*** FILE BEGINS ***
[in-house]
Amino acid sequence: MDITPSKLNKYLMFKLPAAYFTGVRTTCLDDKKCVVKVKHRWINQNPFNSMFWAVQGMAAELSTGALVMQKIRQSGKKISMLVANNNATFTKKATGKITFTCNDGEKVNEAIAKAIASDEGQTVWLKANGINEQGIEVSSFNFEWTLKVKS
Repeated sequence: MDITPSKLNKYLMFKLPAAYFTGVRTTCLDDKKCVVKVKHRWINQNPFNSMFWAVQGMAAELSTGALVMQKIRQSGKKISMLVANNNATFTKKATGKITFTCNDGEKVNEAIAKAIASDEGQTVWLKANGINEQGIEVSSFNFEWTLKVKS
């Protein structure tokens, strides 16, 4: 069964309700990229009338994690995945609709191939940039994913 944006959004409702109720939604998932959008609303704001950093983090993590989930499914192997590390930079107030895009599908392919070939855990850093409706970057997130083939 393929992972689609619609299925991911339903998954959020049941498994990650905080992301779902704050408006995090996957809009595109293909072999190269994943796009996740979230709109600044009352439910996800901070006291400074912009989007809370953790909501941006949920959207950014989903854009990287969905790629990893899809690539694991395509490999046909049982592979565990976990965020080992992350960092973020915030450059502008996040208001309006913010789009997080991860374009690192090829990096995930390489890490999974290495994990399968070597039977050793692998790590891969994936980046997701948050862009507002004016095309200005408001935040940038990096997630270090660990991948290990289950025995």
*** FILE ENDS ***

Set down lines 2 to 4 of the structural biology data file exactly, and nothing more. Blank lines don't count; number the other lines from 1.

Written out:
Amino acid sequence: MDITPSKLNKYLMFKLPAAYFTGVRTTCLDDKKCVVKVKHRWINQNPFNSMFWAVQGMAAELSTGALVMQKIRQSGKKISMLVANNNATFTKKATGKITFTCNDGEKVNEAIAKAIASDEGQTVWLKANGINEQGIEVSSFNFEWTLKVKS
Repeated sequence: MDITPSKLNKYLMFKLPAAYFTGVRTTCLDDKKCVVKVKHRWINQNPFNSMFWAVQGMAAELSTGALVMQKIRQSGKKISMLVANNNATFTKKATGKITFTCNDGEKVNEAIAKAIASDEGQTVWLKANGINEQGIEVSSFNFEWTLKVKS
């Protein structure tokens, strides 16, 4: 069964309700990229009338994690995945609709191939940039994913 944006959004409702109720939604998932959008609303704001950093983090993590989930499914192997590390930079107030895009599908392919070939855990850093409706970057997130083939 393929992972689609619609299925991911339903998954959020049941498994990650905080992301779902704050408006995090996957809009595109293909072999190269994943796009996740979230709109600044009352439910996800901070006291400074912009989007809370953790909501941006949920959207950014989903854009990287969905790629990893899809690539694991395509490999046909049982592979565990976990965020080992992350960092973020915030450059502008996040208001309006913010789009997080991860374009690192090829990096995930390489890490999974290495994990399968070597039977050793692998790590891969994936980046997701948050862009507002004016095309200005408001935040940038990096997630270090660990991948290990289950025995």